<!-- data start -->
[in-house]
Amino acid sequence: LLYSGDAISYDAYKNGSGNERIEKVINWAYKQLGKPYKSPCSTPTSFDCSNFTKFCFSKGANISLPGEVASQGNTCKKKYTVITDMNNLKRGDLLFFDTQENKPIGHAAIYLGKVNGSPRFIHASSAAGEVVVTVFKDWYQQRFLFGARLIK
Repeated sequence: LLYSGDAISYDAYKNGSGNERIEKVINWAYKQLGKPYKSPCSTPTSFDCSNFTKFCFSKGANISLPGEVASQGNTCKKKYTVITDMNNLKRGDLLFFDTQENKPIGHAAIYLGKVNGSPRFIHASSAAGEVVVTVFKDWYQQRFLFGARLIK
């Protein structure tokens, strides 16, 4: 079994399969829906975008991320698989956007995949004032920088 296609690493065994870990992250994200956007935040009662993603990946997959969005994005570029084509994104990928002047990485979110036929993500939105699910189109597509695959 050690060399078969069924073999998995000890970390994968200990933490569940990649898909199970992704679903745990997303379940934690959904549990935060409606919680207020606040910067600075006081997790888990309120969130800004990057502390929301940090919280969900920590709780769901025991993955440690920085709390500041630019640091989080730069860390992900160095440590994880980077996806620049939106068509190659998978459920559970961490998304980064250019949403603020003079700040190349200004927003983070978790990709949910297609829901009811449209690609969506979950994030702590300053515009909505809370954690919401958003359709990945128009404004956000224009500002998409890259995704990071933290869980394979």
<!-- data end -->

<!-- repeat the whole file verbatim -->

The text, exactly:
[in-house]
Amino acid sequence: LLYSGDAISYDAYKNGSGNERIEKVINWAYKQLGKPYKSPCSTPTSFDCSNFTKFCFSKGANISLPGEVASQGNTCKKKYTVITDMNNLKRGDLLFFDTQENKPIGHAAIYLGKVNGSPRFIHASSAAGEVVVTVFKDWYQQRFLFGARLIK
Repeated sequence: LLYSGDAISYDAYKNGSGNERIEKVINWAYKQLGKPYKSPCSTPTSFDCSNFTKFCFSKGANISLPGEVASQGNTCKKKYTVITDMNNLKRGDLLFFDTQENKPIGHAAIYLGKVNGSPRFIHASSAAGEVVVTVFKDWYQQRFLFGARLIK
């Protein structure tokens, strides 16, 4: 079994399969829906975008991320698989956007995949004032920088 296609690493065994870990992250994200956007935040009662993603990946997959969005994005570029084509994104990928002047990485979110036929993500939105699910189109597509695959 050690060399078969069924073999998995000890970390994968200990933490569940990649898909199970992704679903745990997303379940934690959904549990935060409606919680207020606040910067600075006081997790888990309120969130800004990057502390929301940090919280969900920590709780769901025991993955440690920085709390500041630019640091989080730069860390992900160095440590994880980077996806620049939106068509190659998978459920559970961490998304980064250019949403603020003079700040190349200004927003983070978790990709949910297609829901009811449209690609969506979950994030702590300053515009909505809370954690919401958003359709990945128009404004956000224009500002998409890259995704990071933290869980394979």